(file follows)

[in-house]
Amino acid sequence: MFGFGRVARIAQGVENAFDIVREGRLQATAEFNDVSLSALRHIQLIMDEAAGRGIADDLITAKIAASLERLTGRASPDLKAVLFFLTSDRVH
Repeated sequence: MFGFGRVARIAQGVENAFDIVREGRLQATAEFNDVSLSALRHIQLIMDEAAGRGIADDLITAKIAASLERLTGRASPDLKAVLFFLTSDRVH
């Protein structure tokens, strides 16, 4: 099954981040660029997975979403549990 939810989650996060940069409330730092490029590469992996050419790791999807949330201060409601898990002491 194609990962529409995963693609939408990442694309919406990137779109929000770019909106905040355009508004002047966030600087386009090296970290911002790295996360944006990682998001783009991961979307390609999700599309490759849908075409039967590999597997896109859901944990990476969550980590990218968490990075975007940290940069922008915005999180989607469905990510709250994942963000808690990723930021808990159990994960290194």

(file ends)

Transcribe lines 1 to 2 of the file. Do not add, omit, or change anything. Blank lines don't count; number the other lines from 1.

[in-house]
Amino acid sequence: MFGFGRVARIAQGVENAFDIVREGRLQATAEFNDVSLSALRHIQLIMDEAAGRGIADDLITAKIAASLERLTGRASPDLKAVLFFLTSDRVH